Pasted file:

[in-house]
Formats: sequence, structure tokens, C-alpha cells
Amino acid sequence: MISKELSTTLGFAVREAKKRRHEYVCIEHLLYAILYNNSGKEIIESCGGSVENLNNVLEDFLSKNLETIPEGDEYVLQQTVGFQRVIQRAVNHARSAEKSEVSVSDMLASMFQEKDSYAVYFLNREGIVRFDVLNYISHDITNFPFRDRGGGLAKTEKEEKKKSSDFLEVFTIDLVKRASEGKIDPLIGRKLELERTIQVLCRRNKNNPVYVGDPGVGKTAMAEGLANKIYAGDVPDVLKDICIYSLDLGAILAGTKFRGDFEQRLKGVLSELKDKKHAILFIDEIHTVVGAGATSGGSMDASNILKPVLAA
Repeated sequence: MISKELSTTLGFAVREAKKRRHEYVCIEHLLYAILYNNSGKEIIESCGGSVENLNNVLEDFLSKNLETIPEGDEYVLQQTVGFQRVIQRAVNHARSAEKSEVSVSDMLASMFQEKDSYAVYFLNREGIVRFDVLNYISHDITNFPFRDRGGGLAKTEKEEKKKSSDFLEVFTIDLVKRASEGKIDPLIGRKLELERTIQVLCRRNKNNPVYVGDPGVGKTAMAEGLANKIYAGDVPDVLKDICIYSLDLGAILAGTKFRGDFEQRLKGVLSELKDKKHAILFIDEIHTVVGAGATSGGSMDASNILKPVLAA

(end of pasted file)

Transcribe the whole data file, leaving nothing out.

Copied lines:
[in-house]
Formats: sequence, structure tokens, C-alpha cells
Amino acid sequence: MISKELSTTLGFAVREAKKRRHEYVCIEHLLYAILYNNSGKEIIESCGGSVENLNNVLEDFLSKNLETIPEGDEYVLQQTVGFQRVIQRAVNHARSAEKSEVSVSDMLASMFQEKDSYAVYFLNREGIVRFDVLNYISHDITNFPFRDRGGGLAKTEKEEKKKSSDFLEVFTIDLVKRASEGKIDPLIGRKLELERTIQVLCRRNKNNPVYVGDPGVGKTAMAEGLANKIYAGDVPDVLKDICIYSLDLGAILAGTKFRGDFEQRLKGVLSELKDKKHAILFIDEIHTVVGAGATSGGSMDASNILKPVLAA
Repeated sequence: MISKELSTTLGFAVREAKKRRHEYVCIEHLLYAILYNNSGKEIIESCGGSVENLNNVLEDFLSKNLETIPEGDEYVLQQTVGFQRVIQRAVNHARSAEKSEVSVSDMLASMFQEKDSYAVYFLNREGIVRFDVLNYISHDITNFPFRDRGGGLAKTEKEEKKKSSDFLEVFTIDLVKRASEGKIDPLIGRKLELERTIQVLCRRNKNNPVYVGDPGVGKTAMAEGLANKIYAGDVPDVLKDICIYSLDLGAILAGTKFRGDFEQRLKGVLSELKDKKHAILFIDEIHTVVGAGATSGGSMDASNILKPVLAA